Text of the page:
The House of Black & White

gotbannerSeason 5 Episode 2

The House of Black & White or
Bronn Gives Jaime a Hand

.:.

As I pointed out in my micro-review of The Wars to Come, the first two episodes of Game of Thrones are essentially introductories, reintroducing the major players and setting the stage for the next seven episodes (as the finale is generally spent setting the stage for the next season).

I stand by my assertion that delivering a two hour premiere, followed by eight episodes and an endcap, would be a better way of wrangling the adaptation of Martin’s opus, but these are the cards the showrunners have been dealt and they do the best they can considering their situation.

It is not an enviable task. Truncating or eliminating storylines, melding multiple characters (often with very different viewpoints) into a single voice, creating from whole cloth new storylines that then have to seamlessly mesh with those preexisting… That writers’ room must be one chaotic mess, with epic arguments about what gets changed or axed and what doesn’t.

Game of Thrones, in many regards, is more akin to The Dan & David Show. Benioff and Weiss have done an admirable job of bringing Game of Thrones to life. I do not always agree with their choices, but I understand that adapting something as big as Martin’s Song of Ice & Fire is a damned if you do / damned if you don’t crucible.

got502“The House of Black and White” had a lot going for it. Overall, I think it was a stronger episode than the premiere, due in large part to it being better paced. Yes, there was still a lot of exposition, but there was some thrilling action as well.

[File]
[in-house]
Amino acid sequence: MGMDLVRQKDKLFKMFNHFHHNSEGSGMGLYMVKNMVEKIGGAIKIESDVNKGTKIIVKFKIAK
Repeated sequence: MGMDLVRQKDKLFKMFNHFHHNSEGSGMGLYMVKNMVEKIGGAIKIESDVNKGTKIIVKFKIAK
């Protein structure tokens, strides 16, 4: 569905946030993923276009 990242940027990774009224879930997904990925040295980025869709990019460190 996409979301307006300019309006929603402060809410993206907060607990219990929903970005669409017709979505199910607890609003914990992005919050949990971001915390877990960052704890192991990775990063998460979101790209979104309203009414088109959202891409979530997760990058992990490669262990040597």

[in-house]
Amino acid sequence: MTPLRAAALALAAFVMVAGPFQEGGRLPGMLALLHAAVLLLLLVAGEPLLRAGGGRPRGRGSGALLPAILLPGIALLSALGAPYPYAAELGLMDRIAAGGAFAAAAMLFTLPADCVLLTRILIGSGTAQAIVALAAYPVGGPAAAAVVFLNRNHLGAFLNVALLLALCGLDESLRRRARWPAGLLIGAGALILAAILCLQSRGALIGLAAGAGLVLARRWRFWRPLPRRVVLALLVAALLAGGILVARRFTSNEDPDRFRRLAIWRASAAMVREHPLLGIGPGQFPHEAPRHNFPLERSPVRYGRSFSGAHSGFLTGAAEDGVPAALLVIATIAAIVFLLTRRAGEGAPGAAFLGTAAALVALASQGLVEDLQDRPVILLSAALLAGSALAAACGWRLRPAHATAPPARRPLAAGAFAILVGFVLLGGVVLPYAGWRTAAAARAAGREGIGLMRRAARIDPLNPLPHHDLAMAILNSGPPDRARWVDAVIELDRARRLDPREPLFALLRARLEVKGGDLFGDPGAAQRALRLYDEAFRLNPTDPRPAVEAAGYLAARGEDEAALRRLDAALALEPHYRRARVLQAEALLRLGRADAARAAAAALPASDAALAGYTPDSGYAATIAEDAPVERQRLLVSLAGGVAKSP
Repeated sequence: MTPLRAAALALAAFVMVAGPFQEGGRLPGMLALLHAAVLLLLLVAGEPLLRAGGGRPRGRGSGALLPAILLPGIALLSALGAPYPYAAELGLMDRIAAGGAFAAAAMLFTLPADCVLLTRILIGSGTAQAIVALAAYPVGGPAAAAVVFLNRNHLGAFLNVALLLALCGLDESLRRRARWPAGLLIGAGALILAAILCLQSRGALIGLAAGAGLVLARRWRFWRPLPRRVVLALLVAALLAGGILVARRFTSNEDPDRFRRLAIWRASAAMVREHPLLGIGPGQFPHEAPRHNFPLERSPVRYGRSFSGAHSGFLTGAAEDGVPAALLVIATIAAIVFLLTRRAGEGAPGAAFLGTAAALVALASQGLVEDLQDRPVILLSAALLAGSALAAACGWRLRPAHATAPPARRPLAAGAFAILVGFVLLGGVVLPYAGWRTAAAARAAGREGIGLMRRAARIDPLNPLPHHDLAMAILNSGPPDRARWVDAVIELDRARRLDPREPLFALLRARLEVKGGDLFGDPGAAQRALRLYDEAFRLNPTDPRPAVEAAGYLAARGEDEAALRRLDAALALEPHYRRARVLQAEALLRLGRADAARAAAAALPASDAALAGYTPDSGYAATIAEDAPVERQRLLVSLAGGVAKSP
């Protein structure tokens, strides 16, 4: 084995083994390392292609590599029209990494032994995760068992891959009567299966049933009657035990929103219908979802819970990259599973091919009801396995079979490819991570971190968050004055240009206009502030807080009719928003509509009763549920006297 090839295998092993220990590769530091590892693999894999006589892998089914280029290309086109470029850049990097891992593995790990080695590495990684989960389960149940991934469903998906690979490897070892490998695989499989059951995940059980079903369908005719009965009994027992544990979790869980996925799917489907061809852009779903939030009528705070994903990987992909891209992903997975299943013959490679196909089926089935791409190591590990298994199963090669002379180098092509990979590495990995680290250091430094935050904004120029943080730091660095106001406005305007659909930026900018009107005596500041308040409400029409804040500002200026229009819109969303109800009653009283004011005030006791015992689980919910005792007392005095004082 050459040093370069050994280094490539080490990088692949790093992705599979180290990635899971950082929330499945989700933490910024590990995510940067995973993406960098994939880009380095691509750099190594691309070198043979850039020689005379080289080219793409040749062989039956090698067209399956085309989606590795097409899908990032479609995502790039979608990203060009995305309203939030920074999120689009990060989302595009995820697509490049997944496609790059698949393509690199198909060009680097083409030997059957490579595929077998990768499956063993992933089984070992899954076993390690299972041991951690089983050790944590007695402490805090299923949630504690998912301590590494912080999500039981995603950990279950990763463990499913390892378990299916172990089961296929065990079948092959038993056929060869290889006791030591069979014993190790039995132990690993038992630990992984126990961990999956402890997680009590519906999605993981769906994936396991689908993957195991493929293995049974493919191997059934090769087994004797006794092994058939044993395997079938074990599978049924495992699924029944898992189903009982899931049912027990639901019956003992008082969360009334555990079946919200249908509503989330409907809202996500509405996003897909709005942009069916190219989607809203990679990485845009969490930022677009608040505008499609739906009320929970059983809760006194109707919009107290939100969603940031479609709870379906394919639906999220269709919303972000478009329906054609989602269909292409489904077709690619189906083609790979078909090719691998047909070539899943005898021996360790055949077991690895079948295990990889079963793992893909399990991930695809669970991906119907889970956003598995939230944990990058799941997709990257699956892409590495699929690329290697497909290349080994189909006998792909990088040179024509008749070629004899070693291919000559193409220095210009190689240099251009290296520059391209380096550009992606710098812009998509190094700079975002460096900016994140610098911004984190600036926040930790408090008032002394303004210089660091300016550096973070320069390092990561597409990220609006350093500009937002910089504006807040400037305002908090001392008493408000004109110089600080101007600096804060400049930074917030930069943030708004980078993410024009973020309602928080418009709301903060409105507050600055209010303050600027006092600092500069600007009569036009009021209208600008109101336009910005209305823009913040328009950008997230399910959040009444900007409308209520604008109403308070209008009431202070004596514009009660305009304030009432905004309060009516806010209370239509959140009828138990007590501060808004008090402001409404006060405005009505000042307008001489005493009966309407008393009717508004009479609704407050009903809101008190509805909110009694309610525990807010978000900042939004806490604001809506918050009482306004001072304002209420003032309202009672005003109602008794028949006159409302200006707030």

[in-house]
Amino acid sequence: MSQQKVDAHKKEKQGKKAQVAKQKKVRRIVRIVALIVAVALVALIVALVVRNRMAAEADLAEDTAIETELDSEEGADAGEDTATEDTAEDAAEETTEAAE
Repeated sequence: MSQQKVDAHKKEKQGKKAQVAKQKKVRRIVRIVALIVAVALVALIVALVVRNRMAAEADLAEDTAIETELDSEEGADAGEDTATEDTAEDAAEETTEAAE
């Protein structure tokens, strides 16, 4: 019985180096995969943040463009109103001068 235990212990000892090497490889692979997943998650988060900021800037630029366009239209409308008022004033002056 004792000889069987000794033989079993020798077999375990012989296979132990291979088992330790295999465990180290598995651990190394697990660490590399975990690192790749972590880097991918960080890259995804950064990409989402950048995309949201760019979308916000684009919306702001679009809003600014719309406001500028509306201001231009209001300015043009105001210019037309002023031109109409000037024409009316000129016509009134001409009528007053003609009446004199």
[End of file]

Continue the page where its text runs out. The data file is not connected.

My favorite bit from “Black & White” was seeing Brienne wield Oathkeeper on horseback. The long sword Jaime Lannister named Oathkeeper and gifted to Brienne was one of two swords forged from Ned Stark’s Ice, a Valyrian steel great sword. Jaime charged Brienne with the task of finding and protecting Sansa Stark and felt it fitting that she be armed with the remnants of Ned’s blade to do so.

Of course, these events played out far differently from book to screen, but it was still a thrill to see Brienne shatter the blade of one of Littlefinger’s guard with a mighty swing from her Valyrian sword.

Plenty of other things to be excited for in this episode: Jaime and Bronn heading for Dorne and Tyrion and Varys on the road to Meereen, played out like two very different takes on a Hope and Crosby buddy comedy; speaking of Dorne, we got our first look at Doran Martell, played by Alexander Siddig and some intriguing plot developments regarding Jaime and Cersei’s daughter Myrcella courtesy of a vengeance-fueled Ellaria Sand; there were equally fascinating scenes at The Wall between Jon Snow and Stannis Baratheon, a character who has really impressed me so far this season, and the Lord Commander election was a brilliant touch; the drama in Meereen was well played, as the Sons of the Harpy became the central focus of Dany’s turbulent reign (unlike the novels), punctuated by Barristan Selmy’s recall of the final days of the Mad King’s tenure on the Iron Throne and, of course, the return of Drogon…

Second only to Brienne’s battle with the Vale Men was Aryas visit to the House of Black and White, home of the Faceless Men. No Cat of the Canals here, unfortunately, but the showrunners’ inclusion of Jaqen H’ghar (though a man is not Jaqen H’ghar) as the guildmaster of the temple to the God of Death was a welcome change to the books. It’s something that plays much better on the small screen than the printed page.

All in all, a stellar episode, and one that left me hungry for next week’s “High Sparrow”. If you’re not subscribing to HBO, you really should be:

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